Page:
By Gary Pittsford, CFP®
President and CEO, Castle Wealth Advisors, LLC
As the owner of a successful family-held business, one of the ideas that you have wrestled with is fair compensation for children that would like to come to work for the company and possibly take over the company in a few years. Should they get paid less because they are the owner’s child? Should they get paid a higher salary because they have a family to support? Should their income be about the same as their siblings who decided to work someplace else? Making these compensation and employee benefit decisions is hard for you as a parent and a business owner, but in reality it should not be.
If one of your children comes to work for the company you should prepare a written job description, even if you’ve never done it for any of your other employees. The more detailed the job description the better. Once that job description is completed, compare it with your industry. Industry associations, accounting firms, valuation firms, and other sources can give you an idea as to what the compensation range should be for every position in your company.
In a perfect world a child who comes to work for you has already worked for other companies for at least three to five years and found out what it is like working with other bosses, and perhaps other industries.
Starting at the bottom and working their way up is an old adage, which is probably still true. The one or two children, which will probably run the company, need to experience working at all levels in the company.
If you have children working in the company, they should have a written job description, and someone (preferably not you) should review their performance every 12 months. Again, their compensation should be based on the job description, not on their last name. If one child has worked their way up to vice president of sales and another child is a foreman in the factory, then their salaries and benefits should be different, and should be comparable with their job description with other companies in your same industry.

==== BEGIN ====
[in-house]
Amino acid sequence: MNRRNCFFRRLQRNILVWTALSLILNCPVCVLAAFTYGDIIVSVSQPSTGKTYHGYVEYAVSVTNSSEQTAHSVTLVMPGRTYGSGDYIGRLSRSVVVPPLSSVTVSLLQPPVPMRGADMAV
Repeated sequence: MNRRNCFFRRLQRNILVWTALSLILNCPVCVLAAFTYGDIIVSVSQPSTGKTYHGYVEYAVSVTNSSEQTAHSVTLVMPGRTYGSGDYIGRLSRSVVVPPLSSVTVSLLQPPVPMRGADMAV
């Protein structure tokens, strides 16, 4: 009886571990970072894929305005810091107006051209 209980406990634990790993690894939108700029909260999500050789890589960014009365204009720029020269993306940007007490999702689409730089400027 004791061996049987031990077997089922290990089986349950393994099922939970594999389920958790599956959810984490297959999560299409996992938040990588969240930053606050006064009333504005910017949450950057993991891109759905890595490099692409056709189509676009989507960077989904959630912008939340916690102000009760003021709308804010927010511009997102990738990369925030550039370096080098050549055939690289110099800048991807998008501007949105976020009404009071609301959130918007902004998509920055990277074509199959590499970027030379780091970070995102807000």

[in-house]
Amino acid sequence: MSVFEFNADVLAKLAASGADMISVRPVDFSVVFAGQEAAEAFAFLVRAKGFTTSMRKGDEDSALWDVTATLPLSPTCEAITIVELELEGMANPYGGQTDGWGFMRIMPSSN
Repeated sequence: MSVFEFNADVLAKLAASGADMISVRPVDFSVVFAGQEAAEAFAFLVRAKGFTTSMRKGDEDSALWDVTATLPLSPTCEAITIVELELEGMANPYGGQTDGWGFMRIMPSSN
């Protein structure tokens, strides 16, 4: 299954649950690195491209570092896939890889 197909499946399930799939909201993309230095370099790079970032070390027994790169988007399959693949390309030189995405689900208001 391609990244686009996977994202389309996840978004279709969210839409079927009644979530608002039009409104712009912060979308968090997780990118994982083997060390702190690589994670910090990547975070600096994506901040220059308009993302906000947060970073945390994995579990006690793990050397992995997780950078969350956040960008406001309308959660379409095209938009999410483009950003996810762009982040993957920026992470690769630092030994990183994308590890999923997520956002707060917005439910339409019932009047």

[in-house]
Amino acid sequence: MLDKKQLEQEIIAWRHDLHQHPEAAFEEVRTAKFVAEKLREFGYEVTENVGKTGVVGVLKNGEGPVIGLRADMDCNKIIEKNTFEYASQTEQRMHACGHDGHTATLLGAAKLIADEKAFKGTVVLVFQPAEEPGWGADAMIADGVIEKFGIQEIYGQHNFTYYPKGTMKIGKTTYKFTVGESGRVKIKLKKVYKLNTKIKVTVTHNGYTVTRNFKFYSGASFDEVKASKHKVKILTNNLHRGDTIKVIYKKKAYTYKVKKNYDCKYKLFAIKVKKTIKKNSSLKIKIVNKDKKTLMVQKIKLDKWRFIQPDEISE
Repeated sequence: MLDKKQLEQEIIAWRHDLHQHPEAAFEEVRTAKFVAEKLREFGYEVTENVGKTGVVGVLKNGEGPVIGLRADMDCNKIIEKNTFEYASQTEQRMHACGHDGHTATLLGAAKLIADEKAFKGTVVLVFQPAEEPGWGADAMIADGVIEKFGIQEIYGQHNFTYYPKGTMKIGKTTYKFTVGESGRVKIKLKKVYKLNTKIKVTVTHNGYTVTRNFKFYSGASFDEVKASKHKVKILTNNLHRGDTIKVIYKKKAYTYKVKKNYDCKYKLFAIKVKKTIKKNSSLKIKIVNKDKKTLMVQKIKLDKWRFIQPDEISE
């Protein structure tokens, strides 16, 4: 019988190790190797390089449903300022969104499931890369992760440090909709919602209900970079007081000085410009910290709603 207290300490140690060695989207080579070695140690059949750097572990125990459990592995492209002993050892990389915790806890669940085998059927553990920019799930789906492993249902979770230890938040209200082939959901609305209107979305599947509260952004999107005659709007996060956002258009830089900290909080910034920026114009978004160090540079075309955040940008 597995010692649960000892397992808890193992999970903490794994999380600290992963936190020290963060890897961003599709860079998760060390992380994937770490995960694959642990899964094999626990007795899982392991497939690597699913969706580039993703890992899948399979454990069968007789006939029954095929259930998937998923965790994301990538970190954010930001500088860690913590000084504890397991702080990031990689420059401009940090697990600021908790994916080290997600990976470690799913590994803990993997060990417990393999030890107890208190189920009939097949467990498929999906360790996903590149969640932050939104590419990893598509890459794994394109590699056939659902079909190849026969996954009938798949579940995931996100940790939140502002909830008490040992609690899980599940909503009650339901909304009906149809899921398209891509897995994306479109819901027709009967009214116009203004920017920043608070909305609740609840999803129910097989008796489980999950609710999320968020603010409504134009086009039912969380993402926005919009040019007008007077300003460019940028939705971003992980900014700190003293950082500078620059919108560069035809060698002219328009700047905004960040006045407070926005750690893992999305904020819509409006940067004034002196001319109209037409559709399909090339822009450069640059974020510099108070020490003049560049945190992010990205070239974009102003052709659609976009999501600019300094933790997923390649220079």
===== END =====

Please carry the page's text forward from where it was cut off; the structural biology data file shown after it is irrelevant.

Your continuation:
Paying your child too little, based on their job description, will hurt your relationship and skew their future expectations of the company. Paying your child a very high salary, based on their job description, might make it easier for all of you at the dinner table, but that child may develop an unrealistic expectation on what the future has in store for them if they ultimately take over the company.
One level of income that is always the same is stock dividends. If you have two children working in your company, and they each own 10% of the company stock, then if dividends are paid, their dividends would be exactly the same.
Talk to the children that want to work for the company and let them know that their compensation will be based on their level of experience and their position in the company. If they move up the ladder then they will definitely have a higher salary, more bonuses, and more employee benefits. Also, let the children know who do not work in the company that the ones in the company are being paid a fair compensation based on the industry standards that you have researched.
Paying children fair compensation, based on their job description, is the best idea and discussing these policies with all of the children will also help family relations in the long run.
Gary Pittsford, CFP®, is President and CEO of Castle Wealth Advisors, LLC. Castle specializes in helping families and closely held business owners with valuations, succession planning, estate and income tax analysis and retirement income security. Castle’s senior partners work with clients throughout the country in making logical decisions that help them fulfill their personal and business financial goals. For more information visit www.Castle3.com, call 1-888-849-9559 or e-mail Gary directly at .